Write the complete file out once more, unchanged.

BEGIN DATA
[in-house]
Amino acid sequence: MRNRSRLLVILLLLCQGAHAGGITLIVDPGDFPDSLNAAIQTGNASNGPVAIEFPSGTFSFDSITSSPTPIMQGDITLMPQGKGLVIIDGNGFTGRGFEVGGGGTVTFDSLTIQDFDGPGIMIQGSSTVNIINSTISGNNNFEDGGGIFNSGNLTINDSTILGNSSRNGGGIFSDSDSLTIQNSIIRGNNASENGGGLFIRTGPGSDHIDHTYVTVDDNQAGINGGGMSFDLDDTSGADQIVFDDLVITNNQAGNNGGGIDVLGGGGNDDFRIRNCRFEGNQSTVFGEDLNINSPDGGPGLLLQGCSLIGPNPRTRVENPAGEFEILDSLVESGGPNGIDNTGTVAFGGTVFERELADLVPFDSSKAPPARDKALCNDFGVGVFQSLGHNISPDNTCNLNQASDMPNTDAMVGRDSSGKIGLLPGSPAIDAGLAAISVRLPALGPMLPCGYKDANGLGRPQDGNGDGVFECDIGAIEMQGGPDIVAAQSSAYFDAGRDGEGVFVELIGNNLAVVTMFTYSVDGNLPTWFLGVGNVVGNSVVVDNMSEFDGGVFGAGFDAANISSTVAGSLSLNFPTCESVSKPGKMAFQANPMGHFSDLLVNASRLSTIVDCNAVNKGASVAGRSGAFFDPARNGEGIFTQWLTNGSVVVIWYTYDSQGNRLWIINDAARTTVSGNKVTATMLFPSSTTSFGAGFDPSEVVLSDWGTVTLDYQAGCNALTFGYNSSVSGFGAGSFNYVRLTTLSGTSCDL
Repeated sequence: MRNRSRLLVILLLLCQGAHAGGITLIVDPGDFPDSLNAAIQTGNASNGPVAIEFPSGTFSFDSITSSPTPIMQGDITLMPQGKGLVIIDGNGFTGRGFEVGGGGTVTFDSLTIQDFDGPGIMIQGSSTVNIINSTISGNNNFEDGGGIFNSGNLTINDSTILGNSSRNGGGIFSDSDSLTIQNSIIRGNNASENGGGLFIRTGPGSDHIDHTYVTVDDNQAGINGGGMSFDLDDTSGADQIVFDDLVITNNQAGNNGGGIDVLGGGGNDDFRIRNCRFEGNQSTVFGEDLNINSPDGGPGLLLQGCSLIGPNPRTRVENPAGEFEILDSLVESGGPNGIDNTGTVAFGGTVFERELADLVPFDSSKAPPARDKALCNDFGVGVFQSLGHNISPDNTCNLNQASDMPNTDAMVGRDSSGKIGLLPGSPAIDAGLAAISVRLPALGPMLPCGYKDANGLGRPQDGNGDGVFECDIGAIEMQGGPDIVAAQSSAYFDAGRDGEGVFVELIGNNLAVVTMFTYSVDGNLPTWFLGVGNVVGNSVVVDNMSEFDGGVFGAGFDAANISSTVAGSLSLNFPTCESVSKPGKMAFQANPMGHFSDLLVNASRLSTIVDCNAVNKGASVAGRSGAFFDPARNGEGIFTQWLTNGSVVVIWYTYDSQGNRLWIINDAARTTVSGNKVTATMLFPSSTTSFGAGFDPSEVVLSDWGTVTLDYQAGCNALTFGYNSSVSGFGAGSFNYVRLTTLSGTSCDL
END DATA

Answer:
[in-house]
Amino acid sequence: MRNRSRLLVILLLLCQGAHAGGITLIVDPGDFPDSLNAAIQTGNASNGPVAIEFPSGTFSFDSITSSPTPIMQGDITLMPQGKGLVIIDGNGFTGRGFEVGGGGTVTFDSLTIQDFDGPGIMIQGSSTVNIINSTISGNNNFEDGGGIFNSGNLTINDSTILGNSSRNGGGIFSDSDSLTIQNSIIRGNNASENGGGLFIRTGPGSDHIDHTYVTVDDNQAGINGGGMSFDLDDTSGADQIVFDDLVITNNQAGNNGGGIDVLGGGGNDDFRIRNCRFEGNQSTVFGEDLNINSPDGGPGLLLQGCSLIGPNPRTRVENPAGEFEILDSLVESGGPNGIDNTGTVAFGGTVFERELADLVPFDSSKAPPARDKALCNDFGVGVFQSLGHNISPDNTCNLNQASDMPNTDAMVGRDSSGKIGLLPGSPAIDAGLAAISVRLPALGPMLPCGYKDANGLGRPQDGNGDGVFECDIGAIEMQGGPDIVAAQSSAYFDAGRDGEGVFVELIGNNLAVVTMFTYSVDGNLPTWFLGVGNVVGNSVVVDNMSEFDGGVFGAGFDAANISSTVAGSLSLNFPTCESVSKPGKMAFQANPMGHFSDLLVNASRLSTIVDCNAVNKGASVAGRSGAFFDPARNGEGIFTQWLTNGSVVVIWYTYDSQGNRLWIINDAARTTVSGNKVTATMLFPSSTTSFGAGFDPSEVVLSDWGTVTLDYQAGCNALTFGYNSSVSGFGAGSFNYVRLTTLSGTSCDL
Repeated sequence: MRNRSRLLVILLLLCQGAHAGGITLIVDPGDFPDSLNAAIQTGNASNGPVAIEFPSGTFSFDSITSSPTPIMQGDITLMPQGKGLVIIDGNGFTGRGFEVGGGGTVTFDSLTIQDFDGPGIMIQGSSTVNIINSTISGNNNFEDGGGIFNSGNLTINDSTILGNSSRNGGGIFSDSDSLTIQNSIIRGNNASENGGGLFIRTGPGSDHIDHTYVTVDDNQAGINGGGMSFDLDDTSGADQIVFDDLVITNNQAGNNGGGIDVLGGGGNDDFRIRNCRFEGNQSTVFGEDLNINSPDGGPGLLLQGCSLIGPNPRTRVENPAGEFEILDSLVESGGPNGIDNTGTVAFGGTVFERELADLVPFDSSKAPPARDKALCNDFGVGVFQSLGHNISPDNTCNLNQASDMPNTDAMVGRDSSGKIGLLPGSPAIDAGLAAISVRLPALGPMLPCGYKDANGLGRPQDGNGDGVFECDIGAIEMQGGPDIVAAQSSAYFDAGRDGEGVFVELIGNNLAVVTMFTYSVDGNLPTWFLGVGNVVGNSVVVDNMSEFDGGVFGAGFDAANISSTVAGSLSLNFPTCESVSKPGKMAFQANPMGHFSDLLVNASRLSTIVDCNAVNKGASVAGRSGAFFDPARNGEGIFTQWLTNGSVVVIWYTYDSQGNRLWIINDAARTTVSGNKVTATMLFPSSTTSFGAGFDPSEVVLSDWGTVTLDYQAGCNALTFGYNSSVSGFGAGSFNYVRLTTLSGTSCDL